Vallenfyre - Splinters (Century Media)

Colossal. That is all.
Release Date: 
11 May 2014 - 11:30pm


This is the only word that can truly, accurately sum up the sheer heavy metal killing power of Splinters, the second album from UK crust-death behemoths Vallenfyre.  From the quickfire anger of opening track Scabs through the calamitous, gloom-laden (and so suitably titled) Bereft to the closing title track, Gregor Mackintosh and his company of downcast souls will squeeze the living breath from your lungs with sheer, unrelenting, adamantine volume and brutality.

Whilst Scabs comes rushing from the traps like a crusty greyhound, it’s Bereft that first gives an inkling of just how dangerous a band Vallenfyre have become. Sounding almost (but not quite exactly) like something off the first couple of Paradise Lost albums – but infinitesimally heavier, if that’s possible- Bereft is the sound of misery and loss in recorded form. But whereas PL would have carried on in the same vein for the next half hour, Vallenfyre – profiting from the roving ‘solo project’ air that still hangs around the project, dart immediately back into the fast stuff, with the sub-minute-and-a-half grind madness of Instinct Slaughter wrecking your ears in an insanely heavy bout of instrument abuse; It’s almost as if the band is hell bent on retelling the story of UK extreme metal song-by-song, but then things take a distinctly celtic turn (can you see where we’re going here?) with the rampant death metal heroism of Odious Bliss, a ravening beast of a track that without a word of a lie wouldn’t have sounded out of place on Morbid Tales. Fast, furious, filthy - …Bliss is all of these things, old school enough to appeal to the purist yet wrapped in a supremely brutal modern production that really does give you the best of both worlds.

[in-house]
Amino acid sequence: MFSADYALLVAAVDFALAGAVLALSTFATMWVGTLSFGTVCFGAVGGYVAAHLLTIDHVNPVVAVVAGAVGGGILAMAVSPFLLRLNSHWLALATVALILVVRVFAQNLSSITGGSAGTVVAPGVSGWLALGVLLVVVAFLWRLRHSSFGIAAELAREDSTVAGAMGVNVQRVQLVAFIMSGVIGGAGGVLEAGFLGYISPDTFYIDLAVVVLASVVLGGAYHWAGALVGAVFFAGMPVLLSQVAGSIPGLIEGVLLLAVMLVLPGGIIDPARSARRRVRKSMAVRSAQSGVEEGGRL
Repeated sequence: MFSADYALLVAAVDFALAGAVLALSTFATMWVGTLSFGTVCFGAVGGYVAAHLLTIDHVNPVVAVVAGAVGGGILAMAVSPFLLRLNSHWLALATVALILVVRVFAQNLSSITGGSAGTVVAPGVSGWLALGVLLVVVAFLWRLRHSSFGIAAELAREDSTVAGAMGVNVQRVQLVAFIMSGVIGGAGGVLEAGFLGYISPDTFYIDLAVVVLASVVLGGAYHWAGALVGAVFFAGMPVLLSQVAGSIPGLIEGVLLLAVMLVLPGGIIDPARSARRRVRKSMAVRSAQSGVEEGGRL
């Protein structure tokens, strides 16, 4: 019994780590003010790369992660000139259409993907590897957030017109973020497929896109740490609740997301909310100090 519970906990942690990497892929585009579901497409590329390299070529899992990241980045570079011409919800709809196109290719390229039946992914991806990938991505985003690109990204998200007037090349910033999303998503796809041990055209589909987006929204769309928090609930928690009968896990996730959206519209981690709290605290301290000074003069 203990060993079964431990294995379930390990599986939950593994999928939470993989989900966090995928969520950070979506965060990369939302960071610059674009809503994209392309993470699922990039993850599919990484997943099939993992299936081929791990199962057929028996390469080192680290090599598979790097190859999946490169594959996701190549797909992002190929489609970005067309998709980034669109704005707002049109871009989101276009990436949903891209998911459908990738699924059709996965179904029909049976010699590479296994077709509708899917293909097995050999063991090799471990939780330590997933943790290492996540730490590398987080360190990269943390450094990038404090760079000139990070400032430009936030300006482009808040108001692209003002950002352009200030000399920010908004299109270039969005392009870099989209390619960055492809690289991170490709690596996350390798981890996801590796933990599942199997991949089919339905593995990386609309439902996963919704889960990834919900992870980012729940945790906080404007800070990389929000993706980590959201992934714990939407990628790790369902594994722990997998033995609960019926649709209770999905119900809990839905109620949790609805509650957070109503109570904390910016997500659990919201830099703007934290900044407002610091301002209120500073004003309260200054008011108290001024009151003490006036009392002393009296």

Savages Arise carries on in much the same vein, although it doesn’t have quite the same appeal as Odious Bliss, but at two minutes forty in length it doesn’t overstay it’s welcome before giving way to the more substantial Aghast, which in turn runs seamlessly into the desolate The Wolves of Sin. Whether uptempo or down, there’s no rest from the relentless barrage of riffage (Mackintosh and six string partner Hamish Hamilton Glencross are simply crushing throughout) , the unrelenting drum barrage (courtesy of Adrian Erlandsson) or Mackintosh’s guttural howling. All three elements fuse together with devastating effect on Cattle, before Dragged to Gehenna picks up the pace again for some more morbidly melancholic mayhem. The slow-slow-quick-quick-slow chug of the axes works particularly well here, and for the first time the subsonic rumble of bassist Scoot really comes into it’s own. 

Penultimate track Thirst for Extinction is perhaps the weakest track on show – in relative terms, that is… the bugger still crushes – but the title track Splinters closes the show in best crushing, doom-laden early PL/My Dying Bride style. It’s a splendid song, full of woe and sorrow, and a fitting end to one of the most supremely heavy, consuming albums you’ll hear all year. Titanic stuff.